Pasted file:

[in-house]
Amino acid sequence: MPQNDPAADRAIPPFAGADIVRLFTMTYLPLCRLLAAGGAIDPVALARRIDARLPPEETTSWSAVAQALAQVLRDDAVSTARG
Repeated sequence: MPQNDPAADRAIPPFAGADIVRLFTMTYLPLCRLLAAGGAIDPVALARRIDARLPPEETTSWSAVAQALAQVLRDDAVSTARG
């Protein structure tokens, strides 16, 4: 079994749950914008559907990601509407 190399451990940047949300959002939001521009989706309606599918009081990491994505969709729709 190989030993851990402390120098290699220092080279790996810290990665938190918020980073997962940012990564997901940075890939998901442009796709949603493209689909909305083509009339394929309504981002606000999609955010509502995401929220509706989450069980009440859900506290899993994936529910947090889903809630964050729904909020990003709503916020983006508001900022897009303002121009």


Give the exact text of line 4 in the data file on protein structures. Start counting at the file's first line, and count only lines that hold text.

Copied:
């Protein structure tokens, strides 16, 4: 079994749950914008559907990601509407 190399451990940047949300959002939001521009989706309606599918009081990491994505969709729709 190989030993851990402390120098290699220092080279790996810290990665938190918020980073997962940012990564997901940075890939998901442009796709949603493209689909909305083509009339394929309504981002606000999609955010509502995401929220509706989450069980009440859900506290899993994936529910947090889903809630964050729904909020990003709503916020983006508001900022897009303002121009």